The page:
There's nothing inherently wrong with using AutoNumber, but there are a few reasons not to do it. Still, rolling your own solution isn't the best idea, as dacracot mentioned. Let me explain.
The first reason not to use AutoNumber on each table is you may end up merging records from multiple tables. Say you have a Sales Order table and some other kind of order table, and you decide to pull out some common data and use multiple table inheritance. It's nice to have primary keys that are globally unique. This is similar to what bobwienholt said about merging databases, but it can happen within a database.
Second, other databases don't use this paradigm, and other paradigms such as Oracle's sequences are way better. Fortunately, it's possible to mimic Oracle sequences using SQL Server. One way to do this is to create a single AutoNumber table for your entire database, called MainSequence, or whatever. No other table in the database will use autonumber, but anyone that needs a primary key generated automatically will use MainSequence to get it. This way, you get all of the built in performance, locking, thread-safety, etc. that dacracot was talking about without having to build it yourself.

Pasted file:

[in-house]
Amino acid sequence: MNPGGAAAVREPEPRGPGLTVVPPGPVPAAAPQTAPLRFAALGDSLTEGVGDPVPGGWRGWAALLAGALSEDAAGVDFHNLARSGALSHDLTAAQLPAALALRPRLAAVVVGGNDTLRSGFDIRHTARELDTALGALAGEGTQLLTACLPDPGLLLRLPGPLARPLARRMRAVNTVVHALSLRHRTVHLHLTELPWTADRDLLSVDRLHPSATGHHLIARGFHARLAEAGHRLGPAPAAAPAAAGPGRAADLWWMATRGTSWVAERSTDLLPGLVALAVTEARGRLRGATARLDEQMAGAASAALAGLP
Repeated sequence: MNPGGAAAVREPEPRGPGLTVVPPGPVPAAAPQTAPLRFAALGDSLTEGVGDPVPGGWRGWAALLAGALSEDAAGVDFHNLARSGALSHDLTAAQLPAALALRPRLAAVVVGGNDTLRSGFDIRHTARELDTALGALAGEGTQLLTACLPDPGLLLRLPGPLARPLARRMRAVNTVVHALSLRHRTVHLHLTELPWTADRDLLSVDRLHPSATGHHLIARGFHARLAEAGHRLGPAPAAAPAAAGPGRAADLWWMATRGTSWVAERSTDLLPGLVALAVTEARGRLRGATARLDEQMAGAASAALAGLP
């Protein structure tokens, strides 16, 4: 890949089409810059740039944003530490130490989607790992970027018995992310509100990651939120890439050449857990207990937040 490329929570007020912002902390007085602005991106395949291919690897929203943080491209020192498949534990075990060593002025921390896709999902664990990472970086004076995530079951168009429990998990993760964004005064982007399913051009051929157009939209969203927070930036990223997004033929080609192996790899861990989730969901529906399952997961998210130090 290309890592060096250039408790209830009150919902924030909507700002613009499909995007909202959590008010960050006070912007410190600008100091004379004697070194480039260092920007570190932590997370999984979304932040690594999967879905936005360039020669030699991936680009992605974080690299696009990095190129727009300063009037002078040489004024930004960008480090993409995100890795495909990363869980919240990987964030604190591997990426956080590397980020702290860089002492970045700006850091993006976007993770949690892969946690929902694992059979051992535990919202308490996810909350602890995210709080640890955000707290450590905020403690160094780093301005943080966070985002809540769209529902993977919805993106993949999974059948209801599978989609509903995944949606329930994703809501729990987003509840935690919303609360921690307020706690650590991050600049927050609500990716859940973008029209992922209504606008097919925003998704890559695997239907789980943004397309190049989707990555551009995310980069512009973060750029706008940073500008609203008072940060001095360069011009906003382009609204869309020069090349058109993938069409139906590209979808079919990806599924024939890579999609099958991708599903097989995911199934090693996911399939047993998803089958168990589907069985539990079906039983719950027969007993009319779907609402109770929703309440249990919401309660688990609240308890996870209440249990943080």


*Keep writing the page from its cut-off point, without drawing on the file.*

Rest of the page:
Another option is using GUIDs for primary keys, but I don't recommend that because even if you are sure a human (even a developer) is never going to read them, someone probably will, and it's hard. And more importantly, things implicitly cast to ints very easily in T-SQL but can have a lot of trouble implicitly casting to a GUID. Basically, they are inconvenient.
In building a new system, I'd recommend using a dedicated table for primary key generation (just like Oracle sequences). For an existing database, I wouldn't go out of my way to change it.